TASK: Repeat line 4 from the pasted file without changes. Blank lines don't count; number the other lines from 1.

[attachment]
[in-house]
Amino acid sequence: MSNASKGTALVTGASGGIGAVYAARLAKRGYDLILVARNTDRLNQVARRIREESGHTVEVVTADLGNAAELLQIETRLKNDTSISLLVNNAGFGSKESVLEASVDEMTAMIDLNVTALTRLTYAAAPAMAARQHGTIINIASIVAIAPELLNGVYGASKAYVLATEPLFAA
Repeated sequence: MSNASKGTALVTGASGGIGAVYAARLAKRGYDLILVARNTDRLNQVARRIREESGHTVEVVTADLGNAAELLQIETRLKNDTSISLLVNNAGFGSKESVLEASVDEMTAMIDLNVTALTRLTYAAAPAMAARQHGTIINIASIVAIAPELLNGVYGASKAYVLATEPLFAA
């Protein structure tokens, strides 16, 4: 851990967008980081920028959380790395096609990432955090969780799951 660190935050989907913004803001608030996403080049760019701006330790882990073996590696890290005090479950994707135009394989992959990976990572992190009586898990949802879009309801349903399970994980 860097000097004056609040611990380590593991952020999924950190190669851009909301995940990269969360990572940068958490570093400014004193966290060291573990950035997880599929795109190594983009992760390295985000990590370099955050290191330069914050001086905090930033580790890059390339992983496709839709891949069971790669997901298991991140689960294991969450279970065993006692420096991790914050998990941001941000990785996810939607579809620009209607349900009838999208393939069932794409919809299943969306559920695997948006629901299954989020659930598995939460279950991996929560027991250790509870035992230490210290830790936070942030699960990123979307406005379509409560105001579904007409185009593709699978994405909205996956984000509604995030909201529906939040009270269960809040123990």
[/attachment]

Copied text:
């Protein structure tokens, strides 16, 4: 851990967008980081920028959380790395096609990432955090969780799951 660190935050989907913004803001608030996403080049760019701006330790882990073996590696890290005090479950994707135009394989992959990976990572992190009586898990949802879009309801349903399970994980 860097000097004056609040611990380590593991952020999924950190190669851009909301995940990269969360990572940068958490570093400014004193966290060291573990950035997880599929795109190594983009992760390295985000990590370099955050290191330069914050001086905090930033580790890059390339992983496709839709891949069971790669997901298991991140689960294991969450279970065993006692420096991790914050998990941001941000990785996810939607579809620009209607349900009838999208393939069932794409919809299943969306559920695997948006629901299954989020659930598995939460279950991996929560027991250790509870035992230490210290830790936070942030699960990123979307406005379509409560105001579904007409185009593709699978994405909205996956984000509604995030909201529906939040009270269960809040123990």